7 Jan 2009

B.C. attorney general confirms charges laid against top two polygamist leaders

The Canadian Press - January 7, 2009

VANCOUVER, B.C. — Two top leaders of the controversial polygamous sect in Bountiful, B.C., have been arrested and charged with practising polygamy.

B.C. Attorney General Wally Oppal confirmed that Winston Blackmore and James Oler were arrested Wednesday.

Oppal said Blackmore is alleged to be married to 20 women, while Oler is accused of committing polygamy by being married to two women.

Winston Blackmore the religious leader of the polygamous community of Bountiful located near Creston, B.C. shares a laugh with six of his daughters and some of his grand children, April 21, 2008 near Creston, B.C. THE CANADIAN PRESS/Jonathan Hayward

"This has been a very complex issue," he told The Canadian Press. "It's been with us for well over 20 years. The problem has always been the defence of religion has always been raised."

Oppal said some legal experts have believed that a charge for practising polygamy wouldn't withstand a Charter of Rights challenge over the issue of freedom of religion.

"I've always disagreed with that," he said.

"I've always taken the position that's a valid offence in law. And if someone says that it's contrary to their religion let a judge make that decision."

He said he's pleased a prosecution will proceed, providing some clarity to whether the law will be upheld by the courts.

Oppal said in 2005, when he was appointed attorney general, that he was concerned about the polygamy issue in Bountiful "because of the exploitation of women and children."

The community had come under investigation in the past but Oppal said he asked RCMP to reopen the investigation shortly after he was elected.

Sgt. Tim Shields told reporters that Creston RCMP began an investigation into allegations of polygamy and sexual exploitation in the fall of 2005. That investigation was completed in September 2006 and recommendation was made to Crown for charges to be laid.

A follow-up investigation began last September and the two men were arrested this morning and taken to the RCMP detachment in Cranbrook, B.C., Shields said. The men were expected to appear in court Wednesday afternoon.

Last June, Oppal appointed a special prosecutor to look into allegations of criminal abuse at Bountiful, saying renewed public concerns compelled him to act.

That came despite two earlier legal opinions that it would be difficult to proceed with polygamy charges.

Officials at the Mormon Hills School in Bountiful, where Blackmore is the superintendent, said he was arrested Wednesday.

About 800 people live in the community in southeastern B.C., where members of the Fundamentalist Church of Jesus Christ of Latter Day Saints practice multiple marriage.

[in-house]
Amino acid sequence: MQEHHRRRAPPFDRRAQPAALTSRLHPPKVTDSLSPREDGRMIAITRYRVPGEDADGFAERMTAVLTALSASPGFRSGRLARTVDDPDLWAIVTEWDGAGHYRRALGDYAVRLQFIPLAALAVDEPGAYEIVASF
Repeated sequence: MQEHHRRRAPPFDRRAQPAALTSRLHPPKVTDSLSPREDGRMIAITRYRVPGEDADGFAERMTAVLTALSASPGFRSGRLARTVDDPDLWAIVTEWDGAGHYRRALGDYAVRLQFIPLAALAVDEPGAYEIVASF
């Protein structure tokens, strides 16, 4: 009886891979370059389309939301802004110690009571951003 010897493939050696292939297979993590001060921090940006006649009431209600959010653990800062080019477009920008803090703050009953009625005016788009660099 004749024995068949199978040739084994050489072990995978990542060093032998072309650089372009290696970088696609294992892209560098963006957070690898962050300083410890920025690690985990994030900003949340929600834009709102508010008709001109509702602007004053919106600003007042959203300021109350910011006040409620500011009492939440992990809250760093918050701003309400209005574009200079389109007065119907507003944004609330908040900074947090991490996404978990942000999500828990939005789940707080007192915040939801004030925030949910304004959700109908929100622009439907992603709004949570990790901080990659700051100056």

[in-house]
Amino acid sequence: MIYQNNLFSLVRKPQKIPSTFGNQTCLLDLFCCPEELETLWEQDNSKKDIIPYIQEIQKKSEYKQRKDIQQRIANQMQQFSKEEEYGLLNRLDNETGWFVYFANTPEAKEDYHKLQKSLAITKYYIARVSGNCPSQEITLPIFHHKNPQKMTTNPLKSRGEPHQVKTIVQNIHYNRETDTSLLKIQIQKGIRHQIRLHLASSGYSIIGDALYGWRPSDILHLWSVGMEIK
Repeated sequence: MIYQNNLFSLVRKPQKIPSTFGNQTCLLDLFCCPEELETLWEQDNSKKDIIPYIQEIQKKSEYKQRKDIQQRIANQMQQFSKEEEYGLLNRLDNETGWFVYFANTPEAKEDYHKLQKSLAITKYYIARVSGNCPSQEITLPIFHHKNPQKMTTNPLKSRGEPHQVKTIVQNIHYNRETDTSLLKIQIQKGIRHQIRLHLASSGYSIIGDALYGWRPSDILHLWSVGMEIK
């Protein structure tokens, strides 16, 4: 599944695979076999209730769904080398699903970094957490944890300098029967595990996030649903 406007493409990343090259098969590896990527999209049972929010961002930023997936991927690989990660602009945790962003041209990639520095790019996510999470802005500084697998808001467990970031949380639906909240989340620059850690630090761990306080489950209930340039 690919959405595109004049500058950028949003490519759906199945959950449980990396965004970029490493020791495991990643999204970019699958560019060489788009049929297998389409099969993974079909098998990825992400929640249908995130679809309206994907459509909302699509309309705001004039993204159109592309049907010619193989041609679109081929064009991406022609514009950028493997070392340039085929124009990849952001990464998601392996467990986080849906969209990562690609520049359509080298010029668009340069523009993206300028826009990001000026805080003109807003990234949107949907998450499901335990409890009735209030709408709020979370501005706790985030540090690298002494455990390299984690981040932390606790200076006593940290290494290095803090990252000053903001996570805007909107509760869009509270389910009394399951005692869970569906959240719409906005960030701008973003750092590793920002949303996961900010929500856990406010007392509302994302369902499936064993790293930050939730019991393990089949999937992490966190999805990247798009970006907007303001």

The sect is a breakaway offshoot of the Mormon church, which renounced polygamy more than a century ago.

Blackmore, who is the leader of one of two groups within the community, openly admits to having numerous wives and dozens of children but has said the community abhors sexual abuse of children.

However, Blackmore has refused in previous interviews to discuss allegations that teenaged girls in the community marry older men or that others are sent to polygamous groups in the United States.

Oler is the leader of the other group in the community, which has long been divided.

The issue of polygamy in British Columbia came up again last year after more than 450 children were apprehended by child-welfare authorities from a sister polygamous community in Texas.

At least one of the girls in that case was from Bountiful, refocusing the spotlight on a community that has existed in relative obscurity in B.C.'s Kootenays, not far from the U.S. border.

And polygamist leader Warren Jeffs, the sect's prophet in the U.S., is behind bars south of the border.

He was convicted in Utah as an accomplice to rape and faces trial in Arizona on other charges related to the marriages of members of sect there.

After the special prosecutor was announced, Blackmore accused Oppal of religious persecution.

"It can't possibly be about polygamy," Blackmore wrote in an email to The Canadian Press last June.

"It must be about his own religious bias and now he wants the Liberal government to persecute some of the citizens that they have an obligation to serve and protect."

Blackmore has said he has tried to meet with Oppal in the past, but that the attorney general has refused.

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